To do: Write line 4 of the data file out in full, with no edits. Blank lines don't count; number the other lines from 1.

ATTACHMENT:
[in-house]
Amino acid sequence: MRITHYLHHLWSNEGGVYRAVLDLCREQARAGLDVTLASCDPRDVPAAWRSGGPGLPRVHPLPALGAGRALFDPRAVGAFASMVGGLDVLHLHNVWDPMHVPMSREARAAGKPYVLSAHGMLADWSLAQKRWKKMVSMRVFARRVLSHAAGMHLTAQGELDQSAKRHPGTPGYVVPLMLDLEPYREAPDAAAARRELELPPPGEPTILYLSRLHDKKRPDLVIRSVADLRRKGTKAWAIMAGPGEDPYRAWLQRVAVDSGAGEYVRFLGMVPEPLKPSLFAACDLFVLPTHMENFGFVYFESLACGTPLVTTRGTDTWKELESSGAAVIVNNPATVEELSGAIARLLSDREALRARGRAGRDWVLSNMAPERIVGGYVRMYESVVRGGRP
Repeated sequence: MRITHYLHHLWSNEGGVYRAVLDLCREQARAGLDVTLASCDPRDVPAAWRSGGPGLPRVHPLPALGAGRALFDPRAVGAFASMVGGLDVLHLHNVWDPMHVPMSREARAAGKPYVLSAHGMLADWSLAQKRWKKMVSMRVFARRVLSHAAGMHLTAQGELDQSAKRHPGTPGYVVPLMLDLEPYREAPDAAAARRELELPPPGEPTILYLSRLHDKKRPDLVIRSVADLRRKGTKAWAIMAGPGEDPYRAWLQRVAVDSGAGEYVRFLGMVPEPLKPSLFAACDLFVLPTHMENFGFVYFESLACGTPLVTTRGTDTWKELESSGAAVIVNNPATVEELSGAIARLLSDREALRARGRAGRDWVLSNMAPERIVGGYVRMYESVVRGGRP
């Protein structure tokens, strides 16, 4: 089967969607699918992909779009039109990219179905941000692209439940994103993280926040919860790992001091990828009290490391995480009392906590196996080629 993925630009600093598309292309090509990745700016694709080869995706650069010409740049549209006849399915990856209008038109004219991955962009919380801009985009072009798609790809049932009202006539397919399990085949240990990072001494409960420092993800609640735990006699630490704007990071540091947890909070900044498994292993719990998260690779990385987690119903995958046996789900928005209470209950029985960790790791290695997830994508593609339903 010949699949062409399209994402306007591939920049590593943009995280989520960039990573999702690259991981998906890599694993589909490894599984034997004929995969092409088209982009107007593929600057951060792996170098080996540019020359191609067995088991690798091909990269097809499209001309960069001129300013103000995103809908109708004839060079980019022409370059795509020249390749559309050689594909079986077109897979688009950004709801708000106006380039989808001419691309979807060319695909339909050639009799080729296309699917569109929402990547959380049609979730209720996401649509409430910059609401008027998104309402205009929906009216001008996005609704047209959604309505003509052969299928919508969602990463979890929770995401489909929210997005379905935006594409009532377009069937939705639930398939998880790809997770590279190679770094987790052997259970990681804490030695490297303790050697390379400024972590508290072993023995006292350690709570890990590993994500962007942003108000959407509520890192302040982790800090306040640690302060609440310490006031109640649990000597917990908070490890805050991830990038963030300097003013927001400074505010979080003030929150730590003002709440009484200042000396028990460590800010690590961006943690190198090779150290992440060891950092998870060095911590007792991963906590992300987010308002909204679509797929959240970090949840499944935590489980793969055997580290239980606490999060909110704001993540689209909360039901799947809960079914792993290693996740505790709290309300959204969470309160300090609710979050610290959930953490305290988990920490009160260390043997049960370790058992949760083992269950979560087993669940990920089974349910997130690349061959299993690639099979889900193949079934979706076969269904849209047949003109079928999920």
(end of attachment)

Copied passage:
């Protein structure tokens, strides 16, 4: 089967969607699918992909779009039109990219179905941000692209439940994103993280926040919860790992001091990828009290490391995480009392906590196996080629 993925630009600093598309292309090509990745700016694709080869995706650069010409740049549209006849399915990856209008038109004219991955962009919380801009985009072009798609790809049932009202006539397919399990085949240990990072001494409960420092993800609640735990006699630490704007990071540091947890909070900044498994292993719990998260690779990385987690119903995958046996789900928005209470209950029985960790790791290695997830994508593609339903 010949699949062409399209994402306007591939920049590593943009995280989520960039990573999702690259991981998906890599694993589909490894599984034997004929995969092409088209982009107007593929600057951060792996170098080996540019020359191609067995088991690798091909990269097809499209001309960069001129300013103000995103809908109708004839060079980019022409370059795509020249390749559309050689594909079986077109897979688009950004709801708000106006380039989808001419691309979807060319695909339909050639009799080729296309699917569109929402990547959380049609979730209720996401649509409430910059609401008027998104309402205009929906009216001008996005609704047209959604309505003509052969299928919508969602990463979890929770995401489909929210997005379905935006594409009532377009069937939705639930398939998880790809997770590279190679770094987790052997259970990681804490030695490297303790050697390379400024972590508290072993023995006292350690709570890990590993994500962007942003108000959407509520890192302040982790800090306040640690302060609440310490006031109640649990000597917990908070490890805050991830990038963030300097003013927001400074505010979080003030929150730590003002709440009484200042000396028990460590800010690590961006943690190198090779150290992440060891950092998870060095911590007792991963906590992300987010308002909204679509797929959240970090949840499944935590489980793969055997580290239980606490999060909110704001993540689209909360039901799947809960079914792993290693996740505790709290309300959204969470309160300090609710979050610290959930953490305290988990920490009160260390043997049960370790058992949760083992269950979560087993669940990920089974349910997130690349061959299993690639099979889900193949079934979706076969269904849209047949003109079928999920």